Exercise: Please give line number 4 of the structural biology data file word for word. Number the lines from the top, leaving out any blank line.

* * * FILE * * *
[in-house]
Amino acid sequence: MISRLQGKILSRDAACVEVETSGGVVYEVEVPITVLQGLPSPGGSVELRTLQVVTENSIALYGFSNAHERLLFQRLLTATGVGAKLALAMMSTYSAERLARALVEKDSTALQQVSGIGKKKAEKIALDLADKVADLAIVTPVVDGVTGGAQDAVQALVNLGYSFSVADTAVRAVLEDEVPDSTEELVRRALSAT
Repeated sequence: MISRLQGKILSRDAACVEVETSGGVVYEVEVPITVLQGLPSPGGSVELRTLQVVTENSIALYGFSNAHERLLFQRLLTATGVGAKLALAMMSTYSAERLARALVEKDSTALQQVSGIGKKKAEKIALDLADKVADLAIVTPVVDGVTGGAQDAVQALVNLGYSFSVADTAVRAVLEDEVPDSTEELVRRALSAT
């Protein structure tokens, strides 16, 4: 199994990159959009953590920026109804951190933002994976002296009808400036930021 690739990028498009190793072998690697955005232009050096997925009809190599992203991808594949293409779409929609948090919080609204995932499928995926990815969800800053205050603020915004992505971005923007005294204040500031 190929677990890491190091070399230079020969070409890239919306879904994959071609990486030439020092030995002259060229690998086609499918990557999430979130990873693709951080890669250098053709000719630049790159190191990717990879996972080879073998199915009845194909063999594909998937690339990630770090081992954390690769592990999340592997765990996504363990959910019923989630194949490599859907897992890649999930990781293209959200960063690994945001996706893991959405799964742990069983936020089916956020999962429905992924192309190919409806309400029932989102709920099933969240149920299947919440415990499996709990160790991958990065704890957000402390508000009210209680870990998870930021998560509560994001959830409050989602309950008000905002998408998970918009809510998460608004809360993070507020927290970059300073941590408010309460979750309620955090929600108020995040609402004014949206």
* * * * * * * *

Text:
């Protein structure tokens, strides 16, 4: 199994990159959009953590920026109804951190933002994976002296009808400036930021 690739990028498009190793072998690697955005232009050096997925009809190599992203991808594949293409779409929609948090919080609204995932499928995926990815969800800053205050603020915004992505971005923007005294204040500031 190929677990890491190091070399230079020969070409890239919306879904994959071609990486030439020092030995002259060229690998086609499918990557999430979130990873693709951080890669250098053709000719630049790159190191990717990879996972080879073998199915009845194909063999594909998937690339990630770090081992954390690769592990999340592997765990996504363990959910019923989630194949490599859907897992890649999930990781293209959200960063690994945001996706893991959405799964742990069983936020089916956020999962429905992924192309190919409806309400029932989102709920099933969240149920299947919440415990499996709990160790991958990065704890957000402390508000009210209680870990998870930021998560509560994001959830409050989602309950008000905002998408998970918009809510998460608004809360993070507020927290970059300073941590408010309460979750309620955090929600108020995040609402004014949206």